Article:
Listen as curators, educators, community leaders, artists, and others offer new ways to look at and understand artworks, special exhibitions, and museum-specific issues. Join the live conversation every 1st and 3rd Wednesday at 12:00 p.m.
Click “Join the Conversation” to access the upcoming live event or watch recordings of past programs below.
Making and Meaning in Mola Textiles
How do materials and fabrication processes convey meaning in a work of art or design?
Join CMA research fellow Andrea Vazquez de Arthur and museum guide Leonardo Pérez Carreño from the Museo de la Mola in Panamá City, Panamá, for a conversation about making and meaning in molas, a key component of traditional dress among indigenous Guna women and the subject of the upcoming exhibition Fashioning Identity: Mola Textiles of Panamá.
Healing through Abstraction
Can the expressive possibilities of abstract art help one heal from trauma?
Join Andrew Cappetta and visual artist Hernease Davis for a conversation on Davis’s abstract photo-based images, installations, and weavings, which she describes as surfaces for “expression, meditation, anger, rest” and “quiet spaces of self-care.” Together they also discuss the work of artists that have inspired Davis’s own move from representation to abstraction, including Sam Gilliam, Mark Rothko, and Lorna Simpson. Davis’s #14: A Womb of My Own (Mistakes Were Made in Development) is currently on view at Transformer Station in the exhibition ONE: Unique Photo-Based Images.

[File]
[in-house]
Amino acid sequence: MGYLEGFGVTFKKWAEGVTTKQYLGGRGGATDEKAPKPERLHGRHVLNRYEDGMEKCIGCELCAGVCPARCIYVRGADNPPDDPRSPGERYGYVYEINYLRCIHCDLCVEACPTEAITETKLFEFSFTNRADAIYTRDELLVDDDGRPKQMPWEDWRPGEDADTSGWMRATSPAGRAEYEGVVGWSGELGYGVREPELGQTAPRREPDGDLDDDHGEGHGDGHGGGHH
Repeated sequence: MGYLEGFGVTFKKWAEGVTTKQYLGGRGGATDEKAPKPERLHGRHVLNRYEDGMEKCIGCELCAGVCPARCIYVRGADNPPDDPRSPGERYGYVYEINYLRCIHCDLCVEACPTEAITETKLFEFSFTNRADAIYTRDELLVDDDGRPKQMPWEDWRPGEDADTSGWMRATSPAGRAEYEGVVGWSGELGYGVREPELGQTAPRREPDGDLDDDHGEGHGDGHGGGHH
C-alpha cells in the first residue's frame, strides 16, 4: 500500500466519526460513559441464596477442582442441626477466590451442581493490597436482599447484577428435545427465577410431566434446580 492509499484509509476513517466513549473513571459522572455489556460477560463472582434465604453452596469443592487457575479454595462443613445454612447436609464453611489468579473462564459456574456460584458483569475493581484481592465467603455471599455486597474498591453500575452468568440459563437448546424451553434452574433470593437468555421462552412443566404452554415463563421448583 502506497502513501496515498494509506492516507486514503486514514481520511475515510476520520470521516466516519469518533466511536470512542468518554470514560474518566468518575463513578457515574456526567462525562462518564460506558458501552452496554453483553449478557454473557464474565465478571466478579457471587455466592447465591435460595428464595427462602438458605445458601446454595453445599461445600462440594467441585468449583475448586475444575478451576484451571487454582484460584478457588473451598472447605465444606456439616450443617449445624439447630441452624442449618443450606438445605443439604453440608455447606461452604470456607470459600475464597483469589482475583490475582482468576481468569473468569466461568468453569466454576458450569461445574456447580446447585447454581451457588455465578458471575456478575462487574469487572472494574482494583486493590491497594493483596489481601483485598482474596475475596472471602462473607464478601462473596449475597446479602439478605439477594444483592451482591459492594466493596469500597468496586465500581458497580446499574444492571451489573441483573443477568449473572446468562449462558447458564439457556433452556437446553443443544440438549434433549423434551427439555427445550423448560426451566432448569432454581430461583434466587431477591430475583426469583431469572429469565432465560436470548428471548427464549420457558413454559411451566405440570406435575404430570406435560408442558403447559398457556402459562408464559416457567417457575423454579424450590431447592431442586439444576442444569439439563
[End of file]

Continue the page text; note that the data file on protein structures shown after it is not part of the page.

In conjunction with the upcoming exhibition Bruce Davidson: Brooklyn Gang, join curator Barbara Tannenbaum and photographer Vincent Cianni as they explore the roles and responsibilities of the documentary photographer. In his projects We Skate Hardcore, Gays in the Military, and the Newburgh Community Photo Project, Cianni has explored issues of community, memory, and social justice.
Navigating Gender and Breaking Barriers
What impact do gender constructs have on artists and art history? Is there greater gender equity in today’s art world?
New York–based artist Maria Yoon and curator Sooa McCormick explore the pressing issue of gender inequality, past and present, through their shared experience as Korean women and discuss how notions of gender play a role in their artistic and curatorial practices. Yoon’s documentary, Maria the Korean Bride (2013), uncovers the different ways communities across the United States view the institution of marriage. McCormick’s current exhibition, Gold Needles: Embroidery Arts from Korea, frames Korean embroidery works as tools for promoting women’s own cultural identities.
Program viewers are invited to watch Maria Yoon’s documentary Maria the Korean Bride, in its entirety and at no cost, here.
Images of Leadership
How do images of leaders from the ancient world influence our understanding of what leadership can look like today?
Join Andrew Cappetta and curator Seth Pevnick as they discuss ancient Greek and Roman representations of leadership through both ancient and modern lenses. How have surviving images of ancient leaders conditioned our present understanding of them? And how have interpretations of these ancient images helped shape historical images of American authority, allowing certain archetypes of leadership to persist?
This Is What Democracy Looks Like
What images represent democracy to you?
Join Erika Anthony, the co-founder of Cleveland VOTES and the executive director of the Ohio Transformation Fund, to discuss how artists have represented the democratic process in the United States—from voting to protest—and how art plays a role in shaping civic participation and inciting political change.
Erika L. Anthony is the executive director of Ohio Transformation Fund (OTF), a collaborative fund developed by national and local funders advocating for healthy communities and an equitable democracy across Ohio. Prior to OTF, she served as the vice president of government relations and strategy for Cleveland Neighborhood Progress. Anthony has also co-founded Cleveland VOTES and Hack Cleveland.
Care and Curatorial Practice: A Conversation with La Tanya Autry